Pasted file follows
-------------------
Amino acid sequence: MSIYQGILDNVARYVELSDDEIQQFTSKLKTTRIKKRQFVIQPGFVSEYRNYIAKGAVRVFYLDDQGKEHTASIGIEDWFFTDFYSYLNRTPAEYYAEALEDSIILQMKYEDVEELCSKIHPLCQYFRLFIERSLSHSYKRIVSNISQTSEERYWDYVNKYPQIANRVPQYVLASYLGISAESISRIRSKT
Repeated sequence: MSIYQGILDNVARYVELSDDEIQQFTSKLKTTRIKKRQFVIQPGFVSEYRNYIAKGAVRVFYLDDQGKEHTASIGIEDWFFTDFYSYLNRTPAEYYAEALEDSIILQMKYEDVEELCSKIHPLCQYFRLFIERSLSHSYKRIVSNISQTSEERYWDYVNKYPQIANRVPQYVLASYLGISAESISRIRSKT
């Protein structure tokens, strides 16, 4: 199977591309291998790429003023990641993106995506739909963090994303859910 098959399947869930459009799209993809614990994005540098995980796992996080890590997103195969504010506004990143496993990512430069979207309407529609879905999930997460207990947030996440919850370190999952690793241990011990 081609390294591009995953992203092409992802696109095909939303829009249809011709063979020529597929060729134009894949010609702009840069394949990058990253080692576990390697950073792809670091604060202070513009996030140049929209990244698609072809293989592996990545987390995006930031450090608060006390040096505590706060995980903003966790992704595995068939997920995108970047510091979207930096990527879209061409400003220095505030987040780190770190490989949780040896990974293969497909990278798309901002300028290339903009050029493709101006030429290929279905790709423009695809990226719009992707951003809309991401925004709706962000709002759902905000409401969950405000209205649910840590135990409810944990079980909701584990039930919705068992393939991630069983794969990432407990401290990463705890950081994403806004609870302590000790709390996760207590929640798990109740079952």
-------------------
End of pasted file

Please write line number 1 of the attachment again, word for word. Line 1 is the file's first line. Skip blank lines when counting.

Amino acid sequence: MSIYQGILDNVARYVELSDDEIQQFTSKLKTTRIKKRQFVIQPGFVSEYRNYIAKGAVRVFYLDDQGKEHTASIGIEDWFFTDFYSYLNRTPAEYYAEALEDSIILQMKYEDVEELCSKIHPLCQYFRLFIERSLSHSYKRIVSNISQTSEERYWDYVNKYPQIANRVPQYVLASYLGISAESISRIRSKT